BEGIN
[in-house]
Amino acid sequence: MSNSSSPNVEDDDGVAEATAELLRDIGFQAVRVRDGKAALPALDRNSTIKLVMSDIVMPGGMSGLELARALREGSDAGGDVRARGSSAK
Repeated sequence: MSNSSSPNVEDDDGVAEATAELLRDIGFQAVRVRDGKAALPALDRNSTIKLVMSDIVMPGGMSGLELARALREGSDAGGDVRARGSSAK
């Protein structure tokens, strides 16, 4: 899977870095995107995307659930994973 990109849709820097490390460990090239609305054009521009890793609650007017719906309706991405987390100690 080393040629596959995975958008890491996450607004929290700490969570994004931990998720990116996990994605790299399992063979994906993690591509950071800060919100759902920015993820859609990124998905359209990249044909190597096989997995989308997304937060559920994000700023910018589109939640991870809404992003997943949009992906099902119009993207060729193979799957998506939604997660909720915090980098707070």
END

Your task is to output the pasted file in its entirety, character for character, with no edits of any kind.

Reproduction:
[in-house]
Amino acid sequence: MSNSSSPNVEDDDGVAEATAELLRDIGFQAVRVRDGKAALPALDRNSTIKLVMSDIVMPGGMSGLELARALREGSDAGGDVRARGSSAK
Repeated sequence: MSNSSSPNVEDDDGVAEATAELLRDIGFQAVRVRDGKAALPALDRNSTIKLVMSDIVMPGGMSGLELARALREGSDAGGDVRARGSSAK
């Protein structure tokens, strides 16, 4: 899977870095995107995307659930994973 990109849709820097490390460990090239609305054009521009890793609650007017719906309706991405987390100690 080393040629596959995975958008890491996450607004929290700490969570994004931990998720990116996990994605790299399992063979994906993690591509950071800060919100759902920015993820859609990124998905359209990249044909190597096989997995989308997304937060559920994000700023910018589109939640991870809404992003997943949009992906099902119009993207060729193979799957998506939604997660909720915090980098707070």